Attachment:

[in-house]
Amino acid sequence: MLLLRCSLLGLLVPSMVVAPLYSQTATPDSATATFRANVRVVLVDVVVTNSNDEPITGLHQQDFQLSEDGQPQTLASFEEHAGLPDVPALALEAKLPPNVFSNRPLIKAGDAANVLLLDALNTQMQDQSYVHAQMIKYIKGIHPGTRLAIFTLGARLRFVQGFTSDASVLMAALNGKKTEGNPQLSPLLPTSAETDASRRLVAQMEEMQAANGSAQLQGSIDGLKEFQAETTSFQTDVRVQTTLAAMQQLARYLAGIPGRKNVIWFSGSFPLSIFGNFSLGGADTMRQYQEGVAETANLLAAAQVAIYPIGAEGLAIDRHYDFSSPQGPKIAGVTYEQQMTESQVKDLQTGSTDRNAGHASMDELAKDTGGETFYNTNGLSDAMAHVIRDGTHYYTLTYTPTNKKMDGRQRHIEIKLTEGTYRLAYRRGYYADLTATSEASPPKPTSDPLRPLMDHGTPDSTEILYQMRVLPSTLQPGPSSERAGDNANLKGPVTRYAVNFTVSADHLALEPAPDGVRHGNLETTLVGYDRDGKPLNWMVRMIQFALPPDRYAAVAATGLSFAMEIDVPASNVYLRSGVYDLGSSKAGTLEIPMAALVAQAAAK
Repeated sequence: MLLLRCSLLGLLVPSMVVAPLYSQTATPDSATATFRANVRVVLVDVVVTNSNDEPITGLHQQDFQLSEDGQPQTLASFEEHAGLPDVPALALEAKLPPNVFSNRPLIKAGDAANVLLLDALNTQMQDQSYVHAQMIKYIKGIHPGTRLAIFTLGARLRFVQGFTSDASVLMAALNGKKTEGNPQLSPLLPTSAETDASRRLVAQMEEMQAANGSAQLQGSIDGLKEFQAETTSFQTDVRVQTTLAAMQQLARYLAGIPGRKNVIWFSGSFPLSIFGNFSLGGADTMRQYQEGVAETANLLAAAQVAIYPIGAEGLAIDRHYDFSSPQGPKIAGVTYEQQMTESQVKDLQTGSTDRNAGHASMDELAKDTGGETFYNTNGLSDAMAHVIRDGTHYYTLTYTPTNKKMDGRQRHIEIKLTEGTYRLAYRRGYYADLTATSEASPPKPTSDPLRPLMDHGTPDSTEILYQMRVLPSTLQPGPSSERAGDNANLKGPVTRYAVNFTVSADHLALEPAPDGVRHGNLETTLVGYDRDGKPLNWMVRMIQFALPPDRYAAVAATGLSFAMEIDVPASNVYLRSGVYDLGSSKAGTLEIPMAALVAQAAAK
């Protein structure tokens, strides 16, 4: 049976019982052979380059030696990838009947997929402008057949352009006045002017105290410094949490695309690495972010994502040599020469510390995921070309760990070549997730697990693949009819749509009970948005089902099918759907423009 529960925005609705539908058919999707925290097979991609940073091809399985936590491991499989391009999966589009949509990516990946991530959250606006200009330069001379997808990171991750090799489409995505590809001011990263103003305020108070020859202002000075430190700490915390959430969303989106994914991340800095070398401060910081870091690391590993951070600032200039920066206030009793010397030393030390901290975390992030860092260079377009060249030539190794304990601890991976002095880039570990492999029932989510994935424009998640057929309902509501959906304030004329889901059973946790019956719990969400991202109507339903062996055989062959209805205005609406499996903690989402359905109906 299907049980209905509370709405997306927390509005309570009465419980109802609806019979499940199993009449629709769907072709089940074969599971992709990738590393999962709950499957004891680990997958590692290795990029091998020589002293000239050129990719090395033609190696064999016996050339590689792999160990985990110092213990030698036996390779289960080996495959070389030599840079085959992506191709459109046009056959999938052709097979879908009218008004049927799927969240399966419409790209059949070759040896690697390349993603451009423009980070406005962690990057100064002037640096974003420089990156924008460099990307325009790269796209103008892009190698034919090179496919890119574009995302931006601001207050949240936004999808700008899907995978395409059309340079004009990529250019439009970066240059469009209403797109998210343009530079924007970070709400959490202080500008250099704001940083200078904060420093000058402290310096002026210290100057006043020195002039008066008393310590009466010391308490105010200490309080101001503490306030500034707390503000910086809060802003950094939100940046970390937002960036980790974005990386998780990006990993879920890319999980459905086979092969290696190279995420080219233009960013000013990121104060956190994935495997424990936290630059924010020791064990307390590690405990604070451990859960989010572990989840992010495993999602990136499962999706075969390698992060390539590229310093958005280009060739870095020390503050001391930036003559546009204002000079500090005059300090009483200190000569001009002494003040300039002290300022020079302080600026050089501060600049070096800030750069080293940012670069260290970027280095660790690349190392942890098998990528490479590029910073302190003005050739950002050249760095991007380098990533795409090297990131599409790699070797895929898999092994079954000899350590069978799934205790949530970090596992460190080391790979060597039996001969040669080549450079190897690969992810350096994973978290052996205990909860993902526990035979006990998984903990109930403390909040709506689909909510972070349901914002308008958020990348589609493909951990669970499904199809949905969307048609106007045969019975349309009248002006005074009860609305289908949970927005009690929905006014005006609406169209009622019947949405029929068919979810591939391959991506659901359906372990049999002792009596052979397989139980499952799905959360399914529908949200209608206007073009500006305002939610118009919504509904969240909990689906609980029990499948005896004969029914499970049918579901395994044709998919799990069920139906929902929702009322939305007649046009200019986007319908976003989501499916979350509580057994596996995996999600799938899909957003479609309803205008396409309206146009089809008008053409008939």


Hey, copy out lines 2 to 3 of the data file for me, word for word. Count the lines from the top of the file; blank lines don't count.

Amino acid sequence: MLLLRCSLLGLLVPSMVVAPLYSQTATPDSATATFRANVRVVLVDVVVTNSNDEPITGLHQQDFQLSEDGQPQTLASFEEHAGLPDVPALALEAKLPPNVFSNRPLIKAGDAANVLLLDALNTQMQDQSYVHAQMIKYIKGIHPGTRLAIFTLGARLRFVQGFTSDASVLMAALNGKKTEGNPQLSPLLPTSAETDASRRLVAQMEEMQAANGSAQLQGSIDGLKEFQAETTSFQTDVRVQTTLAAMQQLARYLAGIPGRKNVIWFSGSFPLSIFGNFSLGGADTMRQYQEGVAETANLLAAAQVAIYPIGAEGLAIDRHYDFSSPQGPKIAGVTYEQQMTESQVKDLQTGSTDRNAGHASMDELAKDTGGETFYNTNGLSDAMAHVIRDGTHYYTLTYTPTNKKMDGRQRHIEIKLTEGTYRLAYRRGYYADLTATSEASPPKPTSDPLRPLMDHGTPDSTEILYQMRVLPSTLQPGPSSERAGDNANLKGPVTRYAVNFTVSADHLALEPAPDGVRHGNLETTLVGYDRDGKPLNWMVRMIQFALPPDRYAAVAATGLSFAMEIDVPASNVYLRSGVYDLGSSKAGTLEIPMAALVAQAAAK
Repeated sequence: MLLLRCSLLGLLVPSMVVAPLYSQTATPDSATATFRANVRVVLVDVVVTNSNDEPITGLHQQDFQLSEDGQPQTLASFEEHAGLPDVPALALEAKLPPNVFSNRPLIKAGDAANVLLLDALNTQMQDQSYVHAQMIKYIKGIHPGTRLAIFTLGARLRFVQGFTSDASVLMAALNGKKTEGNPQLSPLLPTSAETDASRRLVAQMEEMQAANGSAQLQGSIDGLKEFQAETTSFQTDVRVQTTLAAMQQLARYLAGIPGRKNVIWFSGSFPLSIFGNFSLGGADTMRQYQEGVAETANLLAAAQVAIYPIGAEGLAIDRHYDFSSPQGPKIAGVTYEQQMTESQVKDLQTGSTDRNAGHASMDELAKDTGGETFYNTNGLSDAMAHVIRDGTHYYTLTYTPTNKKMDGRQRHIEIKLTEGTYRLAYRRGYYADLTATSEASPPKPTSDPLRPLMDHGTPDSTEILYQMRVLPSTLQPGPSSERAGDNANLKGPVTRYAVNFTVSADHLALEPAPDGVRHGNLETTLVGYDRDGKPLNWMVRMIQFALPPDRYAAVAATGLSFAMEIDVPASNVYLRSGVYDLGSSKAGTLEIPMAALVAQAAAK